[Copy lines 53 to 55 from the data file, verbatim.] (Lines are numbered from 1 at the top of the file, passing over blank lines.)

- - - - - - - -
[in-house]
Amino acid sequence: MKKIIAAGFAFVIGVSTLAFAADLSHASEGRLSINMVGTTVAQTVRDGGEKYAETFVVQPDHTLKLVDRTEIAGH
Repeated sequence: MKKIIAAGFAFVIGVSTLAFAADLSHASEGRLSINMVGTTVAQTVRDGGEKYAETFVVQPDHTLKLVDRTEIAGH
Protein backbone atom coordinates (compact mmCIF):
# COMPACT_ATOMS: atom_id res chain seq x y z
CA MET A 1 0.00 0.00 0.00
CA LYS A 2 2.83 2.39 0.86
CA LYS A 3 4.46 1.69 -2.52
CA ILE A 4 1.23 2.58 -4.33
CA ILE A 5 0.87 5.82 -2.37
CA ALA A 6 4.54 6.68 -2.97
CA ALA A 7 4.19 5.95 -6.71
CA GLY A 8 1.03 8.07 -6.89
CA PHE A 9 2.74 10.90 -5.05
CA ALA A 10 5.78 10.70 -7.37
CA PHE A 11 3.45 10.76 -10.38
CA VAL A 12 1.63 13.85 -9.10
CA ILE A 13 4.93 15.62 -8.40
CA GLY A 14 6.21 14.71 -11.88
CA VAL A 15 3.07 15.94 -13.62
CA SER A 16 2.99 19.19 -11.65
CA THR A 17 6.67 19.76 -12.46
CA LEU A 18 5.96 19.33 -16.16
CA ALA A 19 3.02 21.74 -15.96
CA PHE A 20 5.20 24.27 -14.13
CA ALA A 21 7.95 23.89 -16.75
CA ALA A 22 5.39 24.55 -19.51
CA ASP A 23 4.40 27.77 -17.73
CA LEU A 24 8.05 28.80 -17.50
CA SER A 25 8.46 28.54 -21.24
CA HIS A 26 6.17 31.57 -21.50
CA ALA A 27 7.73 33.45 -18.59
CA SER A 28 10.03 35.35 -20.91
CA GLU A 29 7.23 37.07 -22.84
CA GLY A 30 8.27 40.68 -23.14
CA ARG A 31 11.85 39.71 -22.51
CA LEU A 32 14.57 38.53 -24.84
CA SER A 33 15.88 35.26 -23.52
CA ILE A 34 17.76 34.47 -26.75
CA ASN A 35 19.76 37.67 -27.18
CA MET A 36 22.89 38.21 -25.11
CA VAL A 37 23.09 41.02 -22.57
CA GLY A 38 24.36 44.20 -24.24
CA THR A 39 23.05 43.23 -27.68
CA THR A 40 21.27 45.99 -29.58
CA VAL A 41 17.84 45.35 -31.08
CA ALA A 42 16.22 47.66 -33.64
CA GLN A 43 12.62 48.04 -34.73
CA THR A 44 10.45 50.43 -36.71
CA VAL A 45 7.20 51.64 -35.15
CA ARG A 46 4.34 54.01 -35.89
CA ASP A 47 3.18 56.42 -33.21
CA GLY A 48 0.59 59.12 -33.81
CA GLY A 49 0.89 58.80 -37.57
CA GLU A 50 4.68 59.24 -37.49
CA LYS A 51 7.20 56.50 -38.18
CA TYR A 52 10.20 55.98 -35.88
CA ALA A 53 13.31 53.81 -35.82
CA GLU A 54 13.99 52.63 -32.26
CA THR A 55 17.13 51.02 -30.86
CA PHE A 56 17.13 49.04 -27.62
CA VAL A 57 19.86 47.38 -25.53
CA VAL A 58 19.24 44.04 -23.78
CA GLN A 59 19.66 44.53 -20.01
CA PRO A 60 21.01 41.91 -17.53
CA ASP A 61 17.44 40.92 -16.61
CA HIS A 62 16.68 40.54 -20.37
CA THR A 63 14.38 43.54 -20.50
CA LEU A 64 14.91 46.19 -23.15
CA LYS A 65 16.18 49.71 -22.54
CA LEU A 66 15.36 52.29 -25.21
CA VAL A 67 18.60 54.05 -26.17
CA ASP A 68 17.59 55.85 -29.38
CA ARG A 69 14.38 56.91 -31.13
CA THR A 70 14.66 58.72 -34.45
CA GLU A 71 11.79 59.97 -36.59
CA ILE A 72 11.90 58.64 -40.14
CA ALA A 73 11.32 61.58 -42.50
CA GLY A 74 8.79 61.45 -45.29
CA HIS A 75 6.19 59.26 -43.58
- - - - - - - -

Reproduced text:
CA GLY A 48 0.59 59.12 -33.81
CA GLY A 49 0.89 58.80 -37.57
CA GLU A 50 4.68 59.24 -37.49